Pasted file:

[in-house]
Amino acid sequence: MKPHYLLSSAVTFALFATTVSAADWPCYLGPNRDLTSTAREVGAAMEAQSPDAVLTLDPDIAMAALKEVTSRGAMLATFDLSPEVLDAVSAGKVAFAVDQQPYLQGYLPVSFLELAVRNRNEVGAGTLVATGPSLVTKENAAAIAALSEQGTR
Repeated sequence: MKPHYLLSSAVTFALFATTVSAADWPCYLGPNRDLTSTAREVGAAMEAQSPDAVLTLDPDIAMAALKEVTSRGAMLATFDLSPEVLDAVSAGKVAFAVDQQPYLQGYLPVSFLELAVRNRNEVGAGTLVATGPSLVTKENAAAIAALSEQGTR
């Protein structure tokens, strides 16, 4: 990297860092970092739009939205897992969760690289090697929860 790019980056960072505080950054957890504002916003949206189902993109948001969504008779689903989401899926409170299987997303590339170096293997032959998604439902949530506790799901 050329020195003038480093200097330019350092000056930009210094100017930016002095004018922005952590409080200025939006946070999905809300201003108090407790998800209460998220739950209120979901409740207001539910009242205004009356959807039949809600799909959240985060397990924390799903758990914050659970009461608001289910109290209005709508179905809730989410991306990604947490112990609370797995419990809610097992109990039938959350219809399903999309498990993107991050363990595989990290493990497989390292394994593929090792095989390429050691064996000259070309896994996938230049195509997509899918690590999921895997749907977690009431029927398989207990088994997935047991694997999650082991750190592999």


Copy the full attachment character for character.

[in-house]
Amino acid sequence: MKPHYLLSSAVTFALFATTVSAADWPCYLGPNRDLTSTAREVGAAMEAQSPDAVLTLDPDIAMAALKEVTSRGAMLATFDLSPEVLDAVSAGKVAFAVDQQPYLQGYLPVSFLELAVRNRNEVGAGTLVATGPSLVTKENAAAIAALSEQGTR
Repeated sequence: MKPHYLLSSAVTFALFATTVSAADWPCYLGPNRDLTSTAREVGAAMEAQSPDAVLTLDPDIAMAALKEVTSRGAMLATFDLSPEVLDAVSAGKVAFAVDQQPYLQGYLPVSFLELAVRNRNEVGAGTLVATGPSLVTKENAAAIAALSEQGTR
């Protein structure tokens, strides 16, 4: 990297860092970092739009939205897992969760690289090697929860 790019980056960072505080950054957890504002916003949206189902993109948001969504008779689903989401899926409170299987997303590339170096293997032959998604439902949530506790799901 050329020195003038480093200097330019350092000056930009210094100017930016002095004018922005952590409080200025939006946070999905809300201003108090407790998800209460998220739950209120979901409740207001539910009242205004009356959807039949809600799909959240985060397990924390799903758990914050659970009461608001289910109290209005709508179905809730989410991306990604947490112990609370797995419990809610097992109990039938959350219809399903999309498990993107991050363990595989990290493990497989390292394994593929090792095989390429050691064996000259070309896994996938230049195509997509899918690590999921895997749907977690009431029927398989207990088994997935047991694997999650082991750190592999």